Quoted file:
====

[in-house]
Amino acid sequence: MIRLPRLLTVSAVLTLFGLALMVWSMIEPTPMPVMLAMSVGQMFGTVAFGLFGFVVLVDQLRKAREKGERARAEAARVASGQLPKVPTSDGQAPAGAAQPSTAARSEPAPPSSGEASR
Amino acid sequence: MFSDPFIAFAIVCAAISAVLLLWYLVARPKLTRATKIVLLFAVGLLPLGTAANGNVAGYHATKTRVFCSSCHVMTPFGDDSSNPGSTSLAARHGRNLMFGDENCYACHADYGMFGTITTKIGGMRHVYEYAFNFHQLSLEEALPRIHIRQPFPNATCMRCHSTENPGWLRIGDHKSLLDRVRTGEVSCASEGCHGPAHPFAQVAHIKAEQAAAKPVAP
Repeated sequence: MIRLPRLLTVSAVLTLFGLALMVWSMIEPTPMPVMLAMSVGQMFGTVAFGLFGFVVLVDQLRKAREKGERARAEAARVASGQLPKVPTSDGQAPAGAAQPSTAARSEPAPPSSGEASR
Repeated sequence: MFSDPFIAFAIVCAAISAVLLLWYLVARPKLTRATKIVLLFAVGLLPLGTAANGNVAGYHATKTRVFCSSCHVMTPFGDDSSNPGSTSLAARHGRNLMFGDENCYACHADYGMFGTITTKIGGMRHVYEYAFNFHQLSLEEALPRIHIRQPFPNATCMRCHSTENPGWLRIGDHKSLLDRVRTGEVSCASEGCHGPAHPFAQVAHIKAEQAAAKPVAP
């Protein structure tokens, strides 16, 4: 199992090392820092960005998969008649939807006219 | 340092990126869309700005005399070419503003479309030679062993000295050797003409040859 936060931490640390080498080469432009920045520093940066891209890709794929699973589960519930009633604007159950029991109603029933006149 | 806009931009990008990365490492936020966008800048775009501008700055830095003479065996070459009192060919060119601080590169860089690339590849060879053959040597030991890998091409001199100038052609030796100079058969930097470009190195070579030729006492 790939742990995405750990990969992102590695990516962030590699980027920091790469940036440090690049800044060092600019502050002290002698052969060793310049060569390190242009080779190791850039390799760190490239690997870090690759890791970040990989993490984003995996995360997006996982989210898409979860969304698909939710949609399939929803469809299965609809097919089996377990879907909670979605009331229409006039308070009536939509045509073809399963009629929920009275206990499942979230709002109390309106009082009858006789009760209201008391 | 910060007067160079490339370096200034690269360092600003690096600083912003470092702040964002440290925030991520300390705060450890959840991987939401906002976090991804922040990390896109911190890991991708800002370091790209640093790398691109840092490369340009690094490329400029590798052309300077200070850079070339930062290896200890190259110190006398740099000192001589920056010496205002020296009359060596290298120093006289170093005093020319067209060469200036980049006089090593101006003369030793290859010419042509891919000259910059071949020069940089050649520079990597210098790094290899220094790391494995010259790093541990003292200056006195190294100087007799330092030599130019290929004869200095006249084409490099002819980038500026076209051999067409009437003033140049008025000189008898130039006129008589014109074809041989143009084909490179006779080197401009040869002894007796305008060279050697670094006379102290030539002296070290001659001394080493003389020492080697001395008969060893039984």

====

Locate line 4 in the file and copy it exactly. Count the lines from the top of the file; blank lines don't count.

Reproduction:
Repeated sequence: MIRLPRLLTVSAVLTLFGLALMVWSMIEPTPMPVMLAMSVGQMFGTVAFGLFGFVVLVDQLRKAREKGERARAEAARVASGQLPKVPTSDGQAPAGAAQPSTAARSEPAPPSSGEASR